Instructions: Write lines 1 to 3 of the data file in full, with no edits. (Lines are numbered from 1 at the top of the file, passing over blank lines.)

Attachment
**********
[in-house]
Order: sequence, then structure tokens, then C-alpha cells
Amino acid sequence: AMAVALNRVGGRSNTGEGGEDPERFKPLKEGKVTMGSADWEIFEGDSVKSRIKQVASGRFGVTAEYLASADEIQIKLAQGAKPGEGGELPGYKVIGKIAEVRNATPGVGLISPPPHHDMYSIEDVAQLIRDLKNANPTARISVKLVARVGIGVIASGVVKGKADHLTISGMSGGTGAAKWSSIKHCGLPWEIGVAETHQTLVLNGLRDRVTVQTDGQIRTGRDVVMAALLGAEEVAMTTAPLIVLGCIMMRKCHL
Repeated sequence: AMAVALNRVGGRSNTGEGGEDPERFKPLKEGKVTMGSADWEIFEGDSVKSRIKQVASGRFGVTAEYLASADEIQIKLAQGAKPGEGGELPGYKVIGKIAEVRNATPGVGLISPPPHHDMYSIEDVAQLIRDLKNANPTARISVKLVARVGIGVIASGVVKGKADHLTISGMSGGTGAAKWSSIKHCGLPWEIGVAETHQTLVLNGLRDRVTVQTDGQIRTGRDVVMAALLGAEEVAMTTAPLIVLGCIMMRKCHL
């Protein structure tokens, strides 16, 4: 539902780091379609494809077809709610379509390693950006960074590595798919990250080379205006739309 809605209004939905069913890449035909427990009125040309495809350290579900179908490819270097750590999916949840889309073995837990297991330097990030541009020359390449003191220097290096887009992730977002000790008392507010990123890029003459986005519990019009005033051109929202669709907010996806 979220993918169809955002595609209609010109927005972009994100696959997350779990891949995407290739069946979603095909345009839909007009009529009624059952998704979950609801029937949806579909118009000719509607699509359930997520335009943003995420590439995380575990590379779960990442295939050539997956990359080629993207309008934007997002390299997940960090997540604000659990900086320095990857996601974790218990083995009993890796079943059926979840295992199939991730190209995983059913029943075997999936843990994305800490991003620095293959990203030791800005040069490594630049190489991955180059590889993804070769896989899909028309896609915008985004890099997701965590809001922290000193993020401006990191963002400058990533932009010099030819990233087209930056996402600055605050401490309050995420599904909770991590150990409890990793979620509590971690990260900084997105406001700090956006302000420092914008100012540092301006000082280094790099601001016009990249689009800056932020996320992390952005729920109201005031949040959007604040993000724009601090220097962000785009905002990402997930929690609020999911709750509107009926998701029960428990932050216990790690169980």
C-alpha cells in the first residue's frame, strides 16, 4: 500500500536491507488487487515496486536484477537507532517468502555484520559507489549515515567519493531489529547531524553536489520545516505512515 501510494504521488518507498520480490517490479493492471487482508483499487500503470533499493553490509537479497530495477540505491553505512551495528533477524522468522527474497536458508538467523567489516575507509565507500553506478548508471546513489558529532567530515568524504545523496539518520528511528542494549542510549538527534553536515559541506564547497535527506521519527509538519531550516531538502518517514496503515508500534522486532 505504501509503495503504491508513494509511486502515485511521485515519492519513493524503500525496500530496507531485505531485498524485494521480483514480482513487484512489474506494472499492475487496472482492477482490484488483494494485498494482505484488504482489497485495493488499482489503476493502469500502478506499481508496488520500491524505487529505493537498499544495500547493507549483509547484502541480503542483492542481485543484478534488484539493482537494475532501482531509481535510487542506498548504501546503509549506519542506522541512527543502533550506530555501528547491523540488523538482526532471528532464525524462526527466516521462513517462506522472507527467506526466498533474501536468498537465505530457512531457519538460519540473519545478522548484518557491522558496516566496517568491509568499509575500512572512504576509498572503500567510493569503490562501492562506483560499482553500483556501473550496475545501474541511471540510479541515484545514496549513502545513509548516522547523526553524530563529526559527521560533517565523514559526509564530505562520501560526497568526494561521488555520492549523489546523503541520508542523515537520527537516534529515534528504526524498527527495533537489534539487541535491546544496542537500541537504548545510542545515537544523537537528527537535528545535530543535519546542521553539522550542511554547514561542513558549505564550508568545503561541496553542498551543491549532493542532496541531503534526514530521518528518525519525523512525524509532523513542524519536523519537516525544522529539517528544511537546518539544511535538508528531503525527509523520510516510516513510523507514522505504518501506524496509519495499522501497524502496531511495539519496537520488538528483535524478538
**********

[in-house]
Order: sequence, then structure tokens, then C-alpha cells
Amino acid sequence: AMAVALNRVGGRSNTGEGGEDPERFKPLKEGKVTMGSADWEIFEGDSVKSRIKQVASGRFGVTAEYLASADEIQIKLAQGAKPGEGGELPGYKVIGKIAEVRNATPGVGLISPPPHHDMYSIEDVAQLIRDLKNANPTARISVKLVARVGIGVIASGVVKGKADHLTISGMSGGTGAAKWSSIKHCGLPWEIGVAETHQTLVLNGLRDRVTVQTDGQIRTGRDVVMAALLGAEEVAMTTAPLIVLGCIMMRKCHL